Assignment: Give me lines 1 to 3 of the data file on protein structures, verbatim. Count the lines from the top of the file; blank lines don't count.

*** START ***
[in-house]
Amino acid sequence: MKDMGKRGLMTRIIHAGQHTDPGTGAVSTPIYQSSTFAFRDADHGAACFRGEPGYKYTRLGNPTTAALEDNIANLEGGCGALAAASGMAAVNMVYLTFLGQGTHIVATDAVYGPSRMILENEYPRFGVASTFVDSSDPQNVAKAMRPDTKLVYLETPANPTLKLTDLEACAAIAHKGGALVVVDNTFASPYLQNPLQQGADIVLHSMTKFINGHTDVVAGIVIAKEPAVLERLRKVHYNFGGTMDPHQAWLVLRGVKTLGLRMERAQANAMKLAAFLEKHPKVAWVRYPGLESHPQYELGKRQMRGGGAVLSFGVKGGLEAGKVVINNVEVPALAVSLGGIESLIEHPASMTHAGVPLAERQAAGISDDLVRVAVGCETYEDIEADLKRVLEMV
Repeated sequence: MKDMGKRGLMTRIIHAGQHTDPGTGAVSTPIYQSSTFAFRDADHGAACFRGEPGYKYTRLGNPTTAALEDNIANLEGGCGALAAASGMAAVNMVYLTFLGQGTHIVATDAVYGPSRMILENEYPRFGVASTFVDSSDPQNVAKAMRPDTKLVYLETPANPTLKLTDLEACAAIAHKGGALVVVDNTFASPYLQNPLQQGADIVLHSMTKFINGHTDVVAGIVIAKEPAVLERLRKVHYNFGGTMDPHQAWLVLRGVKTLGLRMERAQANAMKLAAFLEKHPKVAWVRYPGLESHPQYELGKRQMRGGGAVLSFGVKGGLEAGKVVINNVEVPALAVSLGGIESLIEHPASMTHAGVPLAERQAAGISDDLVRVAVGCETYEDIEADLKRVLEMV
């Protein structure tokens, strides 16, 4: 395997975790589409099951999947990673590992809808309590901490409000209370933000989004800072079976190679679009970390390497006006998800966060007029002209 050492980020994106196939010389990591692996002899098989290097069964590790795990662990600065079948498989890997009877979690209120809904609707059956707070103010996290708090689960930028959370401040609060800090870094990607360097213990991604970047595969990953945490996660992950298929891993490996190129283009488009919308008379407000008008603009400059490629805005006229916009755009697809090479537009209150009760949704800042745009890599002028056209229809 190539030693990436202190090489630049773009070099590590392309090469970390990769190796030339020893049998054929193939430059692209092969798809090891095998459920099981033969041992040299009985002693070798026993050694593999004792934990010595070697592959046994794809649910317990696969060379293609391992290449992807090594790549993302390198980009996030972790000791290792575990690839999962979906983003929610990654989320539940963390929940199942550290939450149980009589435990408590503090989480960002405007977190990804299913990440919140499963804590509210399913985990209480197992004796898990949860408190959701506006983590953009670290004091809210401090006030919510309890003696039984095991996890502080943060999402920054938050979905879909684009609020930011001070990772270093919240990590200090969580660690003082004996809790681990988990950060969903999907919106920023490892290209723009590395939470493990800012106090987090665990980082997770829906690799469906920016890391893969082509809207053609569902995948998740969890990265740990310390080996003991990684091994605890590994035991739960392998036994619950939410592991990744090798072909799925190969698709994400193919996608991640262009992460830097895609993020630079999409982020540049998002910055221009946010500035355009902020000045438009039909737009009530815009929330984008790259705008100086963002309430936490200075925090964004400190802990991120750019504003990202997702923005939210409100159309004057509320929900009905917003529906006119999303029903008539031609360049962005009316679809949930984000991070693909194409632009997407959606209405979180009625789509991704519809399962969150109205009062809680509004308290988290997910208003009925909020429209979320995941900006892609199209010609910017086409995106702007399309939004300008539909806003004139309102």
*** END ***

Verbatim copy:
[in-house]
Amino acid sequence: MKDMGKRGLMTRIIHAGQHTDPGTGAVSTPIYQSSTFAFRDADHGAACFRGEPGYKYTRLGNPTTAALEDNIANLEGGCGALAAASGMAAVNMVYLTFLGQGTHIVATDAVYGPSRMILENEYPRFGVASTFVDSSDPQNVAKAMRPDTKLVYLETPANPTLKLTDLEACAAIAHKGGALVVVDNTFASPYLQNPLQQGADIVLHSMTKFINGHTDVVAGIVIAKEPAVLERLRKVHYNFGGTMDPHQAWLVLRGVKTLGLRMERAQANAMKLAAFLEKHPKVAWVRYPGLESHPQYELGKRQMRGGGAVLSFGVKGGLEAGKVVINNVEVPALAVSLGGIESLIEHPASMTHAGVPLAERQAAGISDDLVRVAVGCETYEDIEADLKRVLEMV
Repeated sequence: MKDMGKRGLMTRIIHAGQHTDPGTGAVSTPIYQSSTFAFRDADHGAACFRGEPGYKYTRLGNPTTAALEDNIANLEGGCGALAAASGMAAVNMVYLTFLGQGTHIVATDAVYGPSRMILENEYPRFGVASTFVDSSDPQNVAKAMRPDTKLVYLETPANPTLKLTDLEACAAIAHKGGALVVVDNTFASPYLQNPLQQGADIVLHSMTKFINGHTDVVAGIVIAKEPAVLERLRKVHYNFGGTMDPHQAWLVLRGVKTLGLRMERAQANAMKLAAFLEKHPKVAWVRYPGLESHPQYELGKRQMRGGGAVLSFGVKGGLEAGKVVINNVEVPALAVSLGGIESLIEHPASMTHAGVPLAERQAAGISDDLVRVAVGCETYEDIEADLKRVLEMV